Tuesday, September 20, 2011

Momento mori

Sunday night's Emmy telecast was, on the whole, an above-average awards ceremony. Maybe I just love Jane Lynch (from the Christopher Guest movies and, currently, Glee, which I have mixed feelings about, at best), but I thought she made a dandy host.

But, seriously, can we please, please, please stop abusing Leonard Cohen's "Hallelujah"? I've complained about this before, but who the hell thought that song was appropriate for an "In Memoriam" segment honoring TV folks who'd died in the past year? Did anyone bother listening to the lyrics? Here are the second and fourth verses:
Your faith was strong but you needed proof
You saw her bathing on the roof
Her beauty in the moonlight overthrew you
She tied you to a kitchen chair
She broke your throne, and she cut your hair
And from your lips she drew the Hallelujah

Hallelujah, Hallelujah
Hallelujah, Hallelujah

There was a time when you let me know
What's really going on below
But now you never show it to me, do you?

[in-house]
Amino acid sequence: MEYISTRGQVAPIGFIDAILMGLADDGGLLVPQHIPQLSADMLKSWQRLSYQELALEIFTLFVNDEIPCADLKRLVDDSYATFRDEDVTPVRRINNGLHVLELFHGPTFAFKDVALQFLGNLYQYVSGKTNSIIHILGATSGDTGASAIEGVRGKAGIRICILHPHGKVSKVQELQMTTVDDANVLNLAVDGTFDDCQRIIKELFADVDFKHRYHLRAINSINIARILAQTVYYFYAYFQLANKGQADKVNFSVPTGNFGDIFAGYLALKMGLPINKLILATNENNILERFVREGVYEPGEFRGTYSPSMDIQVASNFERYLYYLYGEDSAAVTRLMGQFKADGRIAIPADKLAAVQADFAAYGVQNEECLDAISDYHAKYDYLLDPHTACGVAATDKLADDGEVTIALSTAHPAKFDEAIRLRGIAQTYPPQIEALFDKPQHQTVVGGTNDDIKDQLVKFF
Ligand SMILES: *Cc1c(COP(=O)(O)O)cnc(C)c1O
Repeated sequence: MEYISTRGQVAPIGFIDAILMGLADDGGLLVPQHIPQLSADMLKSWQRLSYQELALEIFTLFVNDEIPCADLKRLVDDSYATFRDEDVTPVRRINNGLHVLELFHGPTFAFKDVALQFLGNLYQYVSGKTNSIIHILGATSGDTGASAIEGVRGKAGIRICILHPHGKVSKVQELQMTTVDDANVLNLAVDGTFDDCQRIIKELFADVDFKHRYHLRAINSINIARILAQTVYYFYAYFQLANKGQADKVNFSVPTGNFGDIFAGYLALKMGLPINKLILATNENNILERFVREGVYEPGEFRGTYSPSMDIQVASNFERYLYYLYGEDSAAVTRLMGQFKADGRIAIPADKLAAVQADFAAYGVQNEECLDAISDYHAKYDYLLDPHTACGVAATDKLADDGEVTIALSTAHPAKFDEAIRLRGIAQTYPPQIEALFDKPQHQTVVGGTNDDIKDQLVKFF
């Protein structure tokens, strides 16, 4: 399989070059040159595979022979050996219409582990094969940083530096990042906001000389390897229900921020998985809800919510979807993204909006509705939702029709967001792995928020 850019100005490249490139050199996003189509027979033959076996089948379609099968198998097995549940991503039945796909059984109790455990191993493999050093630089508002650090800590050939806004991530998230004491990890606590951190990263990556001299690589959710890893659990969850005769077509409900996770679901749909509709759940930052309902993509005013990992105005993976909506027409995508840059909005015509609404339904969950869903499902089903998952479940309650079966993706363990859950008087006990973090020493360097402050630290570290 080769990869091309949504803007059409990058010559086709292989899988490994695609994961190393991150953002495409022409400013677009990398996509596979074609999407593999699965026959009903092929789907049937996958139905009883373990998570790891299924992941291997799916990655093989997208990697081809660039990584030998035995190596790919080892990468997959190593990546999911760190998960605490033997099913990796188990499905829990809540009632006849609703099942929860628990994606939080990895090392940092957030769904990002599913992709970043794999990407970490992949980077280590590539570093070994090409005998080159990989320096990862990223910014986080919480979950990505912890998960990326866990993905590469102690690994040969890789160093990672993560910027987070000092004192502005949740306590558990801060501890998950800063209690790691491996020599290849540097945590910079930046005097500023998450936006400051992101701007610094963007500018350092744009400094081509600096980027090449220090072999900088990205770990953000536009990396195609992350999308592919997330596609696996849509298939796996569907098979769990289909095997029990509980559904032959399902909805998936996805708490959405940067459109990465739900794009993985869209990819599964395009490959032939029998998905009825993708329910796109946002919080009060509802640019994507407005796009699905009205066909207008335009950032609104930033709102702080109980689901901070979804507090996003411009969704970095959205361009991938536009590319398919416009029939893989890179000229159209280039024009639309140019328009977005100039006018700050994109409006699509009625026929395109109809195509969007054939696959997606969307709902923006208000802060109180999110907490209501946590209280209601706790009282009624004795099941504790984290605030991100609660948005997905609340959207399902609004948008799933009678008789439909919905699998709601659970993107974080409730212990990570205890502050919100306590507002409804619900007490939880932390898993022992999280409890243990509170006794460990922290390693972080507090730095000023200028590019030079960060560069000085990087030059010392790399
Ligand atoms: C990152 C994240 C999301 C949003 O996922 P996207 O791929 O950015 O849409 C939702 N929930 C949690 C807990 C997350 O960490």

And remember when I moved in you
The holy dove was moving too
And every breath we drew was Hallelujah

Does that sound In Memoriam-ish to you? (I was equally puzzled by k.d. lang's rendition at the Canadian Olympic Games, as lovely as it was.) Cohen's meanings can be a bit hard to suss out, but the song would seem to be about a failed love affair, if I'm reading it correctly. Just because it contains the word "hallelujah" doesn't automatically make it appropriate to honor the dead.

Instead, might I suggest Jim Carroll's "People Who Died"? I think it just works better:
Teddy sniffing glue he was 12 years old
Fell from the roof on East Two-nine
Cathy was 11 when she pulled the plug
On 26 reds and a bottle of wine
Bobby got leukemia, 14 years old
He looked like 65 when he died
He was a friend of mine

Those are people who died, died
Those are people who died, died
Those are people who died, died
Those are people who died, died
They were all my friends, and they died

Now, that makes an In Memoriam statement. Perhaps Rob Lowe could do an interpretive dance to it.

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